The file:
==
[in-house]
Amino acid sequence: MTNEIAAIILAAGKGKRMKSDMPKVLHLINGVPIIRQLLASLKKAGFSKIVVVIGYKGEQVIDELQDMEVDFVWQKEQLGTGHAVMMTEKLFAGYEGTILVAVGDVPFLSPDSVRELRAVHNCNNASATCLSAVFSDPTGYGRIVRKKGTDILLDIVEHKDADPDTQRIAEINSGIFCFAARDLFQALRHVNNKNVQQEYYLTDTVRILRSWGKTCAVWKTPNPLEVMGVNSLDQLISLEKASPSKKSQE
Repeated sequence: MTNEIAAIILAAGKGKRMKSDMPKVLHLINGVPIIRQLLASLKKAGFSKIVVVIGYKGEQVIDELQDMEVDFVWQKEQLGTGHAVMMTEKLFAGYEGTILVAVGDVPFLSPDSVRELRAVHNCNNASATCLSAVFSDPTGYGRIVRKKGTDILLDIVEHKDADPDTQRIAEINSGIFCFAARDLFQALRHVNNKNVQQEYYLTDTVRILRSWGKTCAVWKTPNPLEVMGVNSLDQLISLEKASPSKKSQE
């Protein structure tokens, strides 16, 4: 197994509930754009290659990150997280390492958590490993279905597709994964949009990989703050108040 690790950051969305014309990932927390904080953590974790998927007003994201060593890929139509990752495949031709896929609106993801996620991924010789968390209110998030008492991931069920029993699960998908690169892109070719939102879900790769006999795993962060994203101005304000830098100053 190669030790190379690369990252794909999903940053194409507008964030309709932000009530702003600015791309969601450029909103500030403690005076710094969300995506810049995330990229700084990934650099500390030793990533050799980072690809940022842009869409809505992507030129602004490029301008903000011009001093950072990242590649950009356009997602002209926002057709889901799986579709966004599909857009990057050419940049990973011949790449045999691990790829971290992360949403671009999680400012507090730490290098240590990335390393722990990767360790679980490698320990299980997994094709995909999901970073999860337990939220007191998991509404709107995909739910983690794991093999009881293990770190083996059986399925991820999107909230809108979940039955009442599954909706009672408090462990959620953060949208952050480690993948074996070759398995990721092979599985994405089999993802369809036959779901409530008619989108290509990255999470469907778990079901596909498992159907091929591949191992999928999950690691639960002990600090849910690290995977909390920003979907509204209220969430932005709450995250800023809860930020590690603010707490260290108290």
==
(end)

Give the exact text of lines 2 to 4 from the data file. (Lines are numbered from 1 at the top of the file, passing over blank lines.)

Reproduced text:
Amino acid sequence: MTNEIAAIILAAGKGKRMKSDMPKVLHLINGVPIIRQLLASLKKAGFSKIVVVIGYKGEQVIDELQDMEVDFVWQKEQLGTGHAVMMTEKLFAGYEGTILVAVGDVPFLSPDSVRELRAVHNCNNASATCLSAVFSDPTGYGRIVRKKGTDILLDIVEHKDADPDTQRIAEINSGIFCFAARDLFQALRHVNNKNVQQEYYLTDTVRILRSWGKTCAVWKTPNPLEVMGVNSLDQLISLEKASPSKKSQE
Repeated sequence: MTNEIAAIILAAGKGKRMKSDMPKVLHLINGVPIIRQLLASLKKAGFSKIVVVIGYKGEQVIDELQDMEVDFVWQKEQLGTGHAVMMTEKLFAGYEGTILVAVGDVPFLSPDSVRELRAVHNCNNASATCLSAVFSDPTGYGRIVRKKGTDILLDIVEHKDADPDTQRIAEINSGIFCFAARDLFQALRHVNNKNVQQEYYLTDTVRILRSWGKTCAVWKTPNPLEVMGVNSLDQLISLEKASPSKKSQE
């Protein structure tokens, strides 16, 4: 197994509930754009290659990150997280390492958590490993279905597709994964949009990989703050108040 690790950051969305014309990932927390904080953590974790998927007003994201060593890929139509990752495949031709896929609106993801996620991924010789968390209110998030008492991931069920029993699960998908690169892109070719939102879900790769006999795993962060994203101005304000830098100053 190669030790190379690369990252794909999903940053194409507008964030309709932000009530702003600015791309969601450029909103500030403690005076710094969300995506810049995330990229700084990934650099500390030793990533050799980072690809940022842009869409809505992507030129602004490029301008903000011009001093950072990242590649950009356009997602002209926002057709889901799986579709966004599909857009990057050419940049990973011949790449045999691990790829971290992360949403671009999680400012507090730490290098240590990335390393722990990767360790679980490698320990299980997994094709995909999901970073999860337990939220007191998991509404709107995909739910983690794991093999009881293990770190083996059986399925991820999107909230809108979940039955009442599954909706009672408090462990959620953060949208952050480690993948074996070759398995990721092979599985994405089999993802369809036959779901409530008619989108290509990255999470469907778990079901596909498992159907091929591949191992999928999950690691639960002990600090849910690290995977909390920003979907509204209220969430932005709450995250800023809860930020590690603010707490260290108290």